Pixar puts the Toys Away for this new Story
DIRECTED BY AGNUS MACLANE/2022
In this summer of unfettered movie nostalgia punching the hyperdrive awfully hard, one of biggest lessons thus far is that going really fast solves everything. Tom Cruise demonstrated this nonsensical truth in the simplistic phenomenon that is Top Gun: Maverick. As that film’s afterburners refuse to cool, Pixar is making its far- overdue return to theaters with the Toy Story-adjacent sci-fi adventure, Lightyear.
Unlike Top Gun: Maverick, which is plenty content in being a patched-up remake of its original, there’s an inescapable convoluted quality about Lightyear. How to explain to mainstream audiences that this isn’t the Tim Allen-voiced Buzz Lightyear that we know and love, but rather the heretofore nonexistent blockbuster movie that inspired young Andy to want the toy of the character in the first place? Leave it to Pixar to completely explain it in three simple opening on-screen sentences, which go something like this: “In 1995, a boy named Andy got a Buzz Lightyear action figure for his birthday. That toy was based on his favorite movie. This is that movie.”
What follows is a film that wouldn’t and couldn’t possibly exist in 1995, or any time prior. To what degree one chooses to hold that against Lightyear is completely in the eye of the beholder. Back then, animation of this caliber was decades in the future. Such limitations were why Pixar opted to make the stars of its debut CGI feature (in fact, the debut CGI feature) plastic rather than flesh, blood, and hair. Factor in that reality with the very contemporary Disney lessons at its core and even a big progressive nudge insofar as a same-sex marriage is depicted, and there’s just no way that Andy would’ve seen the very 2022 Lightyear in 1995.
That’s not to mention the propensity of glib humor, once novel back then but now utterly dominant. Indeed, these sorts of animated event movies have come a long way since their inception, even as the form has calcified into an aesthetic so ubiquitous that when social media users recently took to filtering their own faces into modern animated likenesses, it was simply referenced as “the animation character filter”.
A lingering and epidemic problem with mainstream animation is that if you were go in unaware with eyes closed, only listening to the film, you could immediately deduce that it is in fact a studio-generated animated feature. There was a time when every animated feature didn’t sound like a parade of celebrity voices showing off into a microphone for their kids or grandkids. It would’ve been nice if Lightyear advanced beyond such grandstanding, but alas, it does not. Considering what it’s supposed to be within the Toy Story world, this aspect is particularly unfortunate.
The showboating compounds as Buzz Lightyear’s Captain Kirk-esque mission logs are repeatedly called out as performative or weird (he defends the practice as a coping mechanism). But then, it’s safe to say that character narration is a lost art in film and television. These days, when it does crop up, it is never not subverted. “You’re monologging again” was once clever subversion of a tired trope. Now, it is the tired trope. One wonders if younger viewers even understand the root of these gags.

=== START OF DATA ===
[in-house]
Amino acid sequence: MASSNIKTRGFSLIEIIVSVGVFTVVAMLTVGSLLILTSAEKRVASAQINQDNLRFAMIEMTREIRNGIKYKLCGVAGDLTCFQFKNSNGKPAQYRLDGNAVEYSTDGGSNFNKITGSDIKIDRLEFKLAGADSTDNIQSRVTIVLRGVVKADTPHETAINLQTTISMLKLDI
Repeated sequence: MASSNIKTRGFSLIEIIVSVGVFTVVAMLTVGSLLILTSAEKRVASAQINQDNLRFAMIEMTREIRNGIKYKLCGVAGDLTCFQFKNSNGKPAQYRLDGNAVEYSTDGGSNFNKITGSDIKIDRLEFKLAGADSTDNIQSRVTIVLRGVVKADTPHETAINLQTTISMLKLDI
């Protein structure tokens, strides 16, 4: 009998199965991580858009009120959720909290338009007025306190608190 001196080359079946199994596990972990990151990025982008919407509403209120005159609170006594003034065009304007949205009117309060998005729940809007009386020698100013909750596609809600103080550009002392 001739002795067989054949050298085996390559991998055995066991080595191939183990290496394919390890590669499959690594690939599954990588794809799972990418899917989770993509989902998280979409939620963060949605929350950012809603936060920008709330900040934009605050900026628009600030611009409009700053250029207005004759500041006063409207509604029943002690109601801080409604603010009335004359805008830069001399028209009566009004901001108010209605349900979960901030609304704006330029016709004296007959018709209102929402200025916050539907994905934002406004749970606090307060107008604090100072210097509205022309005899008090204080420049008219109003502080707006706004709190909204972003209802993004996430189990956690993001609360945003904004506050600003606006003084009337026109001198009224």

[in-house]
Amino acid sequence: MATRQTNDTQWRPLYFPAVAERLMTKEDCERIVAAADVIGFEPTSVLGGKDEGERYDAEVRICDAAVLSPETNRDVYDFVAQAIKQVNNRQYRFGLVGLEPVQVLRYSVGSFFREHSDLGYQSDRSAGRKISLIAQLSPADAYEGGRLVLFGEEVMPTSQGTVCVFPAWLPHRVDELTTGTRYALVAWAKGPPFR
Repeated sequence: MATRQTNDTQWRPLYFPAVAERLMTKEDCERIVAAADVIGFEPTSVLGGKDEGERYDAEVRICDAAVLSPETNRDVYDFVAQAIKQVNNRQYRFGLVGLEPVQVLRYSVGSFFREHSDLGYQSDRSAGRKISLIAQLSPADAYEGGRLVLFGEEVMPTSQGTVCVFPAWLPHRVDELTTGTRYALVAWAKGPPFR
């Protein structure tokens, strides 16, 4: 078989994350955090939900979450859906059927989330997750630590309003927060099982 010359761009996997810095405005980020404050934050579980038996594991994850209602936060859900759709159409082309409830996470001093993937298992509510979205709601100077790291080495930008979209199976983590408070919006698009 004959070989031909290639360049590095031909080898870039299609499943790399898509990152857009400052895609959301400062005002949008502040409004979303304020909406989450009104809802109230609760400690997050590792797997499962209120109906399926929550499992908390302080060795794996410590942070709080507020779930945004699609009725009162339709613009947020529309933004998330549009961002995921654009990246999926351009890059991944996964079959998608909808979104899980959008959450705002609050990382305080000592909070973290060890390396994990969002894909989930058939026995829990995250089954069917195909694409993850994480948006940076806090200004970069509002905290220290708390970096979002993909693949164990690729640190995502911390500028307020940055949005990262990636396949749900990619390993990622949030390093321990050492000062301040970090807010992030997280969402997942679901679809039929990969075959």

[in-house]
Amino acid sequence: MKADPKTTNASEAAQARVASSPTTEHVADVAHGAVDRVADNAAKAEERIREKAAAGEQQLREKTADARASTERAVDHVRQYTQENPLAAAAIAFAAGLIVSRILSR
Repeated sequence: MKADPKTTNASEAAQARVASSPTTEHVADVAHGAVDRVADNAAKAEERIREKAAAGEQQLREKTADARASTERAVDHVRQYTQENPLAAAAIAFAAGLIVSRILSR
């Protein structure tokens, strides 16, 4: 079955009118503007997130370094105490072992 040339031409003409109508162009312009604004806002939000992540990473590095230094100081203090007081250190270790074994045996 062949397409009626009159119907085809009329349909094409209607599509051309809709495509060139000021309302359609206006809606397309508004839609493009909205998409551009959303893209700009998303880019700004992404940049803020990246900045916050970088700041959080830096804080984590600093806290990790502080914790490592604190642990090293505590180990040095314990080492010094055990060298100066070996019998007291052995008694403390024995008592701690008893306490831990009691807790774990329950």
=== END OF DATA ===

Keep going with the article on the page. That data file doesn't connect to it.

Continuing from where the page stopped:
If the prospect of a feature film all about the Buzz Lightyear that the Buzz Lightyear we’ve known and loved since 1995 isn’t doesn’t sound immediately appealing, that’s understandable. In all four Toy Story films, Buzz’s role is rooted in dealing with identity crisis. Without it, the character is suddenly uninteresting. Initially, toy Buzz’s whole conundrum comes down to the fact that not only can he never be the Buzz of Lightyear, but he’s also far from unique in the world. Yet, as different as Lightyear presents itself from its own source material (Toy Story), the challenges that this newfangled retroactive heroic version of the space ranger is faced with are entirely familiar in regard to the character we’ve known.
Lightyear’s Buzz (voiced well by Chris Evans) may be animated and rendered in a comparatively cutting-edge state of the art way, but his beholdeness to his Space Ranger identity becomes a challenge of sorts as he relentlessly works to escape a hostile unknown planet on which his ship has crash landed. Along the way, with the help of close crew mate Alisha (Uzo Aduba), her granddaughter (Keke Palmer), and his pet robo-cat, he’s forced to reconsider his purpose in life and reconcile with the world he finds himself a part of. Lightyear’s Christopher Nolan Interstellar-like science would be over the head of most five-year-olds, but the themes wouldn’t necessarily be lost on them. So, if one was to see this movie, then go home and play with his brand-new Buzz Lightyear action figure, the adventures they’d imagine might look awfully familiar to us.
The bottom line on the film is that it’s quite good but extremely busy. Meaning, it’s packed-to-bursting with borrowed bits from dozens of other sci-fi adventure films, some of which aren’t nearly as old as 1995. Thankfully though, there’s far more to Lightyear than its parts, and the polished and immaculately rendered sum of them that stands at eager attention before us, reporting for duty.